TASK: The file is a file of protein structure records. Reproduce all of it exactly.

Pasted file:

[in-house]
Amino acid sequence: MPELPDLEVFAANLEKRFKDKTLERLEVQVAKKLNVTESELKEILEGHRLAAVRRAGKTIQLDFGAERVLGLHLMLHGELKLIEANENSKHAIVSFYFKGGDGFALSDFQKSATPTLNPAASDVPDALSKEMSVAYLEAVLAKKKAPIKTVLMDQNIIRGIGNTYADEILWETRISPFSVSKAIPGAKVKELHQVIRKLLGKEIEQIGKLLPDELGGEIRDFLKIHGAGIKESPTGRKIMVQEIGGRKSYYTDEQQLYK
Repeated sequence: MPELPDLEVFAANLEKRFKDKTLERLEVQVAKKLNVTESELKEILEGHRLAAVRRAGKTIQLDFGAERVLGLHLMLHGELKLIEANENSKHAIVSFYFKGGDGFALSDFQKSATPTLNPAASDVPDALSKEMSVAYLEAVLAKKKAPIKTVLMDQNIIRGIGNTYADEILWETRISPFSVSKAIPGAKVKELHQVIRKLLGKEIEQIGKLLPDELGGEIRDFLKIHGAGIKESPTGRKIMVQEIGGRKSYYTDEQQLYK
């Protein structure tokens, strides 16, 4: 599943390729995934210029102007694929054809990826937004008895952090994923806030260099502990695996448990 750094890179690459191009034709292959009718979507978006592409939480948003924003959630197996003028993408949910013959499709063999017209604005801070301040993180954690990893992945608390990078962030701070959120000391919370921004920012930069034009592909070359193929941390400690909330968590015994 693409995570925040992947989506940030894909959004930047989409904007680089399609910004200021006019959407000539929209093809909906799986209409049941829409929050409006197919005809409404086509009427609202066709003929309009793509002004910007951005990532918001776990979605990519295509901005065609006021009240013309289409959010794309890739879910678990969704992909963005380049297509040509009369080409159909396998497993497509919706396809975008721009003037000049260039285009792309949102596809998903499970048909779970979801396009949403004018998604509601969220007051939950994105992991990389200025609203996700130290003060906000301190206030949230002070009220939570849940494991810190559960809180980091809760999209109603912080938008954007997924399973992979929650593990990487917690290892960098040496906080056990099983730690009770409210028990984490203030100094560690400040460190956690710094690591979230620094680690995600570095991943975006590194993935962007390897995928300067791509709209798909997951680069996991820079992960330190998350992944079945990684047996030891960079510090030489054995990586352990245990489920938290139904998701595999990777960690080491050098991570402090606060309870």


[in-house]
Amino acid sequence: MPELPDLEVFAANLEKRFKDKTLERLEVQVAKKLNVTESELKEILEGHRLAAVRRAGKTIQLDFGAERVLGLHLMLHGELKLIEANENSKHAIVSFYFKGGDGFALSDFQKSATPTLNPAASDVPDALSKEMSVAYLEAVLAKKKAPIKTVLMDQNIIRGIGNTYADEILWETRISPFSVSKAIPGAKVKELHQVIRKLLGKEIEQIGKLLPDELGGEIRDFLKIHGAGIKESPTGRKIMVQEIGGRKSYYTDEQQLYK
Repeated sequence: MPELPDLEVFAANLEKRFKDKTLERLEVQVAKKLNVTESELKEILEGHRLAAVRRAGKTIQLDFGAERVLGLHLMLHGELKLIEANENSKHAIVSFYFKGGDGFALSDFQKSATPTLNPAASDVPDALSKEMSVAYLEAVLAKKKAPIKTVLMDQNIIRGIGNTYADEILWETRISPFSVSKAIPGAKVKELHQVIRKLLGKEIEQIGKLLPDELGGEIRDFLKIHGAGIKESPTGRKIMVQEIGGRKSYYTDEQQLYK
């Protein structure tokens, strides 16, 4: 599943390729995934210029102007694929054809990826937004008895952090994923806030260099502990695996448990 750094890179690459191009034709292959009718979507978006592409939480948003924003959630197996003028993408949910013959499709063999017209604005801070301040993180954690990893992945608390990078962030701070959120000391919370921004920012930069034009592909070359193929941390400690909330968590015994 693409995570925040992947989506940030894909959004930047989409904007680089399609910004200021006019959407000539929209093809909906799986209409049941829409929050409006197919005809409404086509009427609202066709003929309009793509002004910007951005990532918001776990979605990519295509901005065609006021009240013309289409959010794309890739879910678990969704992909963005380049297509040509009369080409159909396998497993497509919706396809975008721009003037000049260039285009792309949102596809998903499970048909779970979801396009949403004018998604509601969220007051939950994105992991990389200025609203996700130290003060906000301190206030949230002070009220939570849940494991810190559960809180980091809760999209109603912080938008954007997924399973992979929650593990990487917690290892960098040496906080056990099983730690009770409210028990984490203030100094560690400040460190956690710094690591979230620094680690995600570095991943975006590194993935962007390897995928300067791509709209798909997951680069996991820079992960330190998350992944079945990684047996030891960079510090030489054995990586352990245990489920938290139904998701595999990777960690080491050098991570402090606060309870």